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Corbin v. Astrue

March 23, 2009

RUSSELL CORBIN, PLAINTIFF,
v.
MICHAEL J. ASTRUE, COMMISSIONER OF SOCIAL SECURITY, DEFENDANT.



ORDER

Plaintiff filed this action seeking review of a final decision of the Commissioner of Social Security ("Commissioner") denying his applications for Disability Income Benefits and Supplemental Security Income under Titles II and XVI of the Social Security Act, respectively. Pending are the parties' cross-motions for summary judgment.*fn1 For the reasons discussed below, the court grants plaintiff's motion and denies defendant's motion.This case is remanded to the Commissioner for entry of judgment directing the payment of benefits to plaintiff.

I. BACKGROUND

Plaintiff, born on January 10, 1957, applied for Disability Insurance Benefits ("DIB") and Supplemental Security Income ("SSI") on June 30, 2003, based on a disability onset date of June 16, 2003. Administrative Record ("AR") at 78-81, 23. On August 24, 2003, the Commissioner denied plaintiff's applications based on a finding that plaintiff was not disabled. AR 59-62. Plaintiff's request for reconsideration was denied by the Commissioner on December 5, 2003. AR 67-71. On December 15, 2003, plaintiff formally requested a hearing. AR 72-73.

On July 21, 2004, the first of two hearings was held before administrative law judge ("ALJ") Plauche F. Villere. AR 358-80. Plaintiff was represented by counsel at the hearing, and was the only person to testify. Id. The ALJ issued a decision on February 7, 2005, finding that plaintiff is not disabled.*fn2 AR 42-56. The ALJ made the following specific findings:

1. The claimant meets the non-disability requirements for a period of disability and Disability Insurance Benefits set forth in Section 216(i) of the Social Security Act and is insured for benefits through the date of this decision.

2. The claimant has not engaged in substantial gainful activity since the alleged onset of disability.

3. The claimant's aortoiliac occlusive disease involving the bilateral lower extremities, lumbar degenerative disease, bipolar disorder, and alcohol and drug dependence in sustained full remission are considered "severe" based on the requirements in the Regulations 20 CFR §§ 404.1520(c) and 416.920(c).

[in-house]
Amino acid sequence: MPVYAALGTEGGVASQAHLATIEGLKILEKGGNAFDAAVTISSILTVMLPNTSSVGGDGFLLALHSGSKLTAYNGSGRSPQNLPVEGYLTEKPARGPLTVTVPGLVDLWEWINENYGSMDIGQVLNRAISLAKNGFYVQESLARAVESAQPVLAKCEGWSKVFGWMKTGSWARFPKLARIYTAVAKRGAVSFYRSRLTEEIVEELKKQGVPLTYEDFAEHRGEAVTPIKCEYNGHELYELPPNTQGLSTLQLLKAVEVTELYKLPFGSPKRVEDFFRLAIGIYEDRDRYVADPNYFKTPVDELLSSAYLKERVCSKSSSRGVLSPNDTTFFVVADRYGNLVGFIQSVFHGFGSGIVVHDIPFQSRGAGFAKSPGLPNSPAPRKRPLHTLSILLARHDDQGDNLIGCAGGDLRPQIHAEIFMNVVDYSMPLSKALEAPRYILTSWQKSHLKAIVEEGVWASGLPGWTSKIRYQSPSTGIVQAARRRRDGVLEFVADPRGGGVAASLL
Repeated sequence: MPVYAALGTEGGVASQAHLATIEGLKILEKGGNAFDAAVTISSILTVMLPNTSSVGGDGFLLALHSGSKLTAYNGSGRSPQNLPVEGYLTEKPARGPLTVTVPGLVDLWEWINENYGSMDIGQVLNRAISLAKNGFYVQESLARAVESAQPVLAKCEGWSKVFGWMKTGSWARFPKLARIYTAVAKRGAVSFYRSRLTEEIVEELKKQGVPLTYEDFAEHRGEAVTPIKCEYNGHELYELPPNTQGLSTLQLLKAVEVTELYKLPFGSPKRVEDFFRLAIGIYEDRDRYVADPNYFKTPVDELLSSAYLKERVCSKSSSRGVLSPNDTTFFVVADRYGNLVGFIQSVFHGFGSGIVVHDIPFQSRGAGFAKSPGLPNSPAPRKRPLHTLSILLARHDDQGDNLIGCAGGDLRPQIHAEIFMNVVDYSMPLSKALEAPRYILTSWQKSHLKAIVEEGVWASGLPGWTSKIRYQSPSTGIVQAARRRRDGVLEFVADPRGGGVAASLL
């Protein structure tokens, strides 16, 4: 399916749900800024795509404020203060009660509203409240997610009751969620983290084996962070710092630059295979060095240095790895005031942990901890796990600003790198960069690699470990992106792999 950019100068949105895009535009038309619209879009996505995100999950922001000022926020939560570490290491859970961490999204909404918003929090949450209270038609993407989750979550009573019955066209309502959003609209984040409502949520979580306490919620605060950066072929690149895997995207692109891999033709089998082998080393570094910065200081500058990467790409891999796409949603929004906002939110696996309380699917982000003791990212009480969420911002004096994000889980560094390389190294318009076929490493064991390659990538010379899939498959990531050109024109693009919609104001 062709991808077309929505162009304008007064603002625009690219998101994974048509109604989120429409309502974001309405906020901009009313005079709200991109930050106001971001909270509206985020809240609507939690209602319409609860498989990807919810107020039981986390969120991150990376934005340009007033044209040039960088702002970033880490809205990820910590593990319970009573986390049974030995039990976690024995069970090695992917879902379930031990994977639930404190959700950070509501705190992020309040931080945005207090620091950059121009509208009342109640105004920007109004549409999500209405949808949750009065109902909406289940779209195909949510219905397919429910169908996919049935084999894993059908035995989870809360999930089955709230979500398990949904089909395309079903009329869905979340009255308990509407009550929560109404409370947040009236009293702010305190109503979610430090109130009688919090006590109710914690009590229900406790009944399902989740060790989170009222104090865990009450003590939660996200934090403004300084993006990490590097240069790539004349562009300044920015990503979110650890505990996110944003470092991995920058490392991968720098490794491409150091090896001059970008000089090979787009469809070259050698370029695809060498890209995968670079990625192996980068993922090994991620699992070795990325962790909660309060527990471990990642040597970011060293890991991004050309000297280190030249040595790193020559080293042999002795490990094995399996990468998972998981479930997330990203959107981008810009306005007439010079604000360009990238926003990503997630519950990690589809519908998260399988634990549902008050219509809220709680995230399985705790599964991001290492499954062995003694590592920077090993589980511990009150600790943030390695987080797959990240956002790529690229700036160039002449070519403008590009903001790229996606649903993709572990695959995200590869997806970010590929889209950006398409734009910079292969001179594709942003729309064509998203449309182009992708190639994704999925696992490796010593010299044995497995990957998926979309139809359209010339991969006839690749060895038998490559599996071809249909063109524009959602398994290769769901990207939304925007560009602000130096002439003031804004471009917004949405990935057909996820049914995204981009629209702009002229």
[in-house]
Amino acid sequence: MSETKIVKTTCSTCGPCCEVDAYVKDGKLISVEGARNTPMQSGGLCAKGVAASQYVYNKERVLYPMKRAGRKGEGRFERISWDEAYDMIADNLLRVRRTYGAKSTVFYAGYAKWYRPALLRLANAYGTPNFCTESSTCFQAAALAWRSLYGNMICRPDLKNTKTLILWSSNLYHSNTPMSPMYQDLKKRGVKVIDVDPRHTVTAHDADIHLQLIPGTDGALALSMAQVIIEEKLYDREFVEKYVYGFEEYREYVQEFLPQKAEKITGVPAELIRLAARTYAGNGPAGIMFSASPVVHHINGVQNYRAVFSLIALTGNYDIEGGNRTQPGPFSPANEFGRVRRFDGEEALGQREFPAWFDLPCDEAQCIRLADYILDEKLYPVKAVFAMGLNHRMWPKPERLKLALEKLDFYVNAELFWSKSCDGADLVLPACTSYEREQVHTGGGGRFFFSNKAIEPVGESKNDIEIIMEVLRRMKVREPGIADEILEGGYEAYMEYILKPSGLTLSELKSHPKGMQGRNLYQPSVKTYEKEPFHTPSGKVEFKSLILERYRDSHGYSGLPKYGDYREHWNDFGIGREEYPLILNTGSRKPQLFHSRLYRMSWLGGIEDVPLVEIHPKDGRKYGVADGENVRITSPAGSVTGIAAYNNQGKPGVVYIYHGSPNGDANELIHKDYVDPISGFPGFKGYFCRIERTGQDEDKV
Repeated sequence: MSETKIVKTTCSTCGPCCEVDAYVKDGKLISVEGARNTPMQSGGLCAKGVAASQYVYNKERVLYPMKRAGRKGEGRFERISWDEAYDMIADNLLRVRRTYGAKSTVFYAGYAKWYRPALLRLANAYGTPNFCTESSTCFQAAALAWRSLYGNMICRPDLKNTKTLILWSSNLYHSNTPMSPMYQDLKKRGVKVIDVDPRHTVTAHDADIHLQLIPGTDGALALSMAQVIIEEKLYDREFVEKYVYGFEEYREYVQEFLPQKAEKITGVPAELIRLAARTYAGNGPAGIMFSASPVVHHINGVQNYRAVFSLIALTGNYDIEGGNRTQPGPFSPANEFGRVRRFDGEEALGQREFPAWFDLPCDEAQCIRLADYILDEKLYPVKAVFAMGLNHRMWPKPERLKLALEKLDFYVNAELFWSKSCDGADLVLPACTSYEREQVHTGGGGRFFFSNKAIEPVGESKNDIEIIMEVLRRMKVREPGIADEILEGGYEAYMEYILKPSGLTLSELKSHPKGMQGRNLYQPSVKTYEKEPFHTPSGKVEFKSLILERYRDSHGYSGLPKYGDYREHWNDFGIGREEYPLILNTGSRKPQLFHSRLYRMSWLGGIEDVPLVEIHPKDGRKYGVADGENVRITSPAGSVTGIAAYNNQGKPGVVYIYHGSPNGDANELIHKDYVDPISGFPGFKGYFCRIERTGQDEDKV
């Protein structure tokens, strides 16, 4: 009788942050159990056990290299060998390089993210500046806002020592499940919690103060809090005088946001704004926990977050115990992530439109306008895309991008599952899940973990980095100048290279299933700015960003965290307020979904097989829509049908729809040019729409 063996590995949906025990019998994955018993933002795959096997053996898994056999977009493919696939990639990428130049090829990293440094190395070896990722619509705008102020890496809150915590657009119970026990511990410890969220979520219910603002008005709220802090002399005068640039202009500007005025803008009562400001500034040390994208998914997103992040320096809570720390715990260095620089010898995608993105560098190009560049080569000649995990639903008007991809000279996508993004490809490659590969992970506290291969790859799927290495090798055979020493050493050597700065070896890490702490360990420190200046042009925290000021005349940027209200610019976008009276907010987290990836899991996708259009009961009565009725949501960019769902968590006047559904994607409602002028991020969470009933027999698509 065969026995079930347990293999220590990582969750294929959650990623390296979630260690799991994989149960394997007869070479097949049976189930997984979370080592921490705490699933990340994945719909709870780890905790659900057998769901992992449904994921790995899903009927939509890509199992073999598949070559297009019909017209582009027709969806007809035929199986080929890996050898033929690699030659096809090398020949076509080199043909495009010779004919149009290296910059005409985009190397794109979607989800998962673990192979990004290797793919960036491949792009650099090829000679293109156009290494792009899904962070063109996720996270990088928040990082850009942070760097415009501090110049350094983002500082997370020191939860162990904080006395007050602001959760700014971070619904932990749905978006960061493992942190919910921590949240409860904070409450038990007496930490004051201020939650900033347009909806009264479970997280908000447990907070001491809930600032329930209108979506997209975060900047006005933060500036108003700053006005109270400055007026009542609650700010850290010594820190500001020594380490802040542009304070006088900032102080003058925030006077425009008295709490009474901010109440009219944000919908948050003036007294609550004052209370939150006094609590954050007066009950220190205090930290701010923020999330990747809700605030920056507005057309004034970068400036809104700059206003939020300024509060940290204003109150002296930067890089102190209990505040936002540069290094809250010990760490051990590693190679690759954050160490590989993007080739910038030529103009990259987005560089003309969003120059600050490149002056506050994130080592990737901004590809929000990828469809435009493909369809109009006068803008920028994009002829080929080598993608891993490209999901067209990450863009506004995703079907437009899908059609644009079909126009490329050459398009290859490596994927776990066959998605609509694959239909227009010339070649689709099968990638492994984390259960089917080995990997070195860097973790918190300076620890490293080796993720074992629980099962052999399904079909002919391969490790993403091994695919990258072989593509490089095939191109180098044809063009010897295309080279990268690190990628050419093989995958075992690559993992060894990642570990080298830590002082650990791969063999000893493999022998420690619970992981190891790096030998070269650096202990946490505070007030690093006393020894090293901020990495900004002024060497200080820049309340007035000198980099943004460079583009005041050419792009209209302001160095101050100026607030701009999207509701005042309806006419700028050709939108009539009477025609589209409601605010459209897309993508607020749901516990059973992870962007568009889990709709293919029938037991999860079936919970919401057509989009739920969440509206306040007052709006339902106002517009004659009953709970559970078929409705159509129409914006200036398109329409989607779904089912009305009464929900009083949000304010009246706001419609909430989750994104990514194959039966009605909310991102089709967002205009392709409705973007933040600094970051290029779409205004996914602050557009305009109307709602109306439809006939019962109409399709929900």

4. These medically determinable impairments do not meet or medically equal one of the listed impairments in Appendix 1, Subpart P, Regulation No. 4.

5. The undersigned finds the claimant's allegations regarding his limitations are not totally credible for the reasons set forth in the body of the decision. The undersigned has carefully considered all medical opinion of record regarding the severity of the claimant's symptoms.

6. The claimant retains the residual functional capacity to perform a wide range of unskilled sedentary work that does not require the operation of foot controls. In an 8-hour workday, the claimant could sit for 6 hours and stand/walk for 2 hours with breaks. He requires the use of a cane for ambulating long distances or over uneven terrain. He could lift and/or carry and push/pull 10 pounds frequently and 20 pounds occasionally. He could bend, stoop, squat, crouch, crawl, and climb stairs or ramps occasionally. He is precluded from climbing ladders, ropes, or scaffolds. He should avoid frequent interaction with co-workers and the public.

7. The claimant is unable to perform any of his past relevant work (20 CFR §§ 404.1565 and 416.965).

8. The claimant is a "younger individual" (20 CFR §§ 404.1563 and 416.963).

9. The claimant has "a limited education" (20 CFR §§ 404.1564 and 416.964).

10. The claimant has no transferable skills from any past relevant work and/or transferability of skills is not an issue in this case (20 CFR §§ 404.1568 and 416.968).

11. The claimant has the residual functional capacity to perform substantially all of the full range of unskilled sedentary work (20 CFR §§ 404.1567 and 416.967).

12. Based on an exertional capacity for a wide range of unskilled sedentary work, and the claimant's age, education, and work experience, Medical-Vocational Rule 201.19, Appendix 2, Subpart P, Regulations No. 4 would direct a conclusion of "not disabled."

13. The claimant's capacity for sedentary work is substantially intact and has not been significantly compromised by any non-exertional limitations. Accordingly, using the above-cited rule(s) as a framework for decision-making, the claimant is not disabled.

14. The claimant was not under a "disability," as defined in the Social Security Act, at any time through the date of this decision (20 CFR §§ 404.1520(f) and 416.920(f)).

AR 45-56.

Plaintiff requested that the Appeals Council review the ALJ's decision. AR 313-14. On October 19, 2005, the Appeals Council granted plaintiff's request for review, vacated the hearing decision, and remanded the case for further proceedings. AR 315-18. The Appeals Council stated: